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I’m glad I didn’t get a husband—


GASP! I have a boyfriend. But this coupling is not some sort of instant qualifying measurement that lessens the burden of parenting. For all intents and purposes I still refer to myself as a single mom.

 A significant other changes components of the game but having a boyfriend does not mean the relationship operates like a salve mending the wounds of parenting alone. Actually committing to a relationship creates a whole new set of complications. Total single parenting does have perks: no one else to account for, no pants parties on hot summer days, and sandwiches for dinner all week. Choosing a relationship sometimes feels just as hard as not having one. 

I operate with rules. For instance, I won’t pass off my child to my boyfriend--- it’s not his job. His role lays in forging a positive relationship of trust and care. That’s a tough job…. I am not asking him to be a replacement for the poor parenting of someone else.  I want him to maintain his focus on developing a meaningful relationship with my son and me.

When I scroll through social media the women I encounter offering elements of advice and hope for the future for moms like me are all MARRIED. They try to console the lamenting mother telling her everything will be fine: she will meet a man worthy of her love who will instantly resolve her hurts. “Look at me. I had nothing. Two kids and a mortgage I couldn’t afford. I met Gary and life drastically changed. I have a car, a home, nice hair, a new baby and I don’t have to work. Your time is coming sweetheart.” Ummmm…no.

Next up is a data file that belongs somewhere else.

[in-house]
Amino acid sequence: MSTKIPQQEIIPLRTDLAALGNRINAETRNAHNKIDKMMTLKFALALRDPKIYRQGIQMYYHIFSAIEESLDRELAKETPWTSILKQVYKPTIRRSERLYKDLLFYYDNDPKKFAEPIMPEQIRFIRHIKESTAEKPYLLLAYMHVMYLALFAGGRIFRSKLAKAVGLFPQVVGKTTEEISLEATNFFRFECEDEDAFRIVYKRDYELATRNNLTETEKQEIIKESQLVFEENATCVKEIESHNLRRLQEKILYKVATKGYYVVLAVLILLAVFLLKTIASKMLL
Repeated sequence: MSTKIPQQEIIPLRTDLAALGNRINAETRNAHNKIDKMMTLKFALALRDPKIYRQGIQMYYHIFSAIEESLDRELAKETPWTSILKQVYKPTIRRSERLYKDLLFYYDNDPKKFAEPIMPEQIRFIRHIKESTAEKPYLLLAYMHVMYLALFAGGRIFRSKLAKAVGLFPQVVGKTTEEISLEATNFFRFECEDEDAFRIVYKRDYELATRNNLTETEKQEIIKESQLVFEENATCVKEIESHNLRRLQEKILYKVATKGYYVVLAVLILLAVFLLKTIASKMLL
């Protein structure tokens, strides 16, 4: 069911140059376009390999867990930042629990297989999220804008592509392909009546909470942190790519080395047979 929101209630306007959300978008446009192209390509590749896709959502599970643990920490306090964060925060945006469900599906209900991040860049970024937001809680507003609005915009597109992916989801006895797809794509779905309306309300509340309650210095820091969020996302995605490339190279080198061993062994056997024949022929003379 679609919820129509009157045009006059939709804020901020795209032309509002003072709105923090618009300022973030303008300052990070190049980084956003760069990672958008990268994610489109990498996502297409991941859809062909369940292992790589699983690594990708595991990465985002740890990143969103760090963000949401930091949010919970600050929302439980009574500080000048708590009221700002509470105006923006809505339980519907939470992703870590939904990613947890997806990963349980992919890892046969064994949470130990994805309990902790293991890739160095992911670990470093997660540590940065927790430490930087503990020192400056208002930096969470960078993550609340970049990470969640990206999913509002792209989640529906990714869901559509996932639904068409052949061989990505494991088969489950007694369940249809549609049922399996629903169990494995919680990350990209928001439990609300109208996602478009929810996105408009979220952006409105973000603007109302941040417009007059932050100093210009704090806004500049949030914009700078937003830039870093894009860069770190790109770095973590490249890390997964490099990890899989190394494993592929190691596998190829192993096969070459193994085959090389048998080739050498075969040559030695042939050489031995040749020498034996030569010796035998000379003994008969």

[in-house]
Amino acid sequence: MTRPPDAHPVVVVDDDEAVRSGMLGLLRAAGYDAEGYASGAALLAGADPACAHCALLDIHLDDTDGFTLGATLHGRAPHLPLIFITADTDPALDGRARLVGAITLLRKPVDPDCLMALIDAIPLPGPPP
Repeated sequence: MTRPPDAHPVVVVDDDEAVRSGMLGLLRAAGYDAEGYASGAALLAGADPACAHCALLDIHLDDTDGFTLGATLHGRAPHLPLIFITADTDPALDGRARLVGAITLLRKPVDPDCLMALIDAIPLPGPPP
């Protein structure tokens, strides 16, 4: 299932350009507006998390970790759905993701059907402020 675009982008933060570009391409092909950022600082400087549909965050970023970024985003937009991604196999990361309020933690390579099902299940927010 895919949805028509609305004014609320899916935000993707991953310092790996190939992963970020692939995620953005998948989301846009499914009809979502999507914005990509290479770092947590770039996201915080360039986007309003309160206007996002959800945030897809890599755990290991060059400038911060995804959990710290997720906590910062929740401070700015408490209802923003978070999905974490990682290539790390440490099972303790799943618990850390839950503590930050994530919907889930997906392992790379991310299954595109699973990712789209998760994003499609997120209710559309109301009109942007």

In total sincerity, ladies good for you, but seriously please stop impressing upon women already reeling from rejection her saving grace lies in the promise of a new marriage. Please know she is delicate right now and she may need you to grant her grace when she copes with rejection by “getting under a man to get over a man.” And when that tactic fails terribly (it will) she will need you to not shame her nor fuel her quest for the next knight named Gary in a Ford truck. She might rush everything to meet an imaginary timeline for moving on. Don’t feed that monster. Her brain is stuck in crisis mode. She needs someone willing to listen and patiently wait for her healthy brain to return. Be that friend.

I stand behind this advice with incredibly strong feelings of grit. Five years after my messy divorce I still face shamers.  I lack “married” as my Facebook status (oh no she's living in sin) and since I partake in a relationship I tackle constant questioning: “How could you be so selfish.” Yes, I selfishly dated. I absolutely did. I yearned for companionship and believed if I Iooked the part, prepared a mean meatloaf, and produced incredible laundry and awesome sex someone surely would scoop me up. I mean… that’s what men want right?

It didn’t matter to me as long as they wanted me. (Cringe.Shiver.Shudder.).

Extreme guilt sets in here. I violated the core values of sacred womanhood in hopes to find someone who may want to save me from circumstance. I knew the right things to say to show my independent spirit whilst secretly hoping for love. I remember the day I abandoned these beliefs--- this obligation to making someone want me. UGH. Such a terrible day. A person I did actually love and loved me back questioned my motives. I created a brief pattern to give cause for such suspicions. I blame no one here.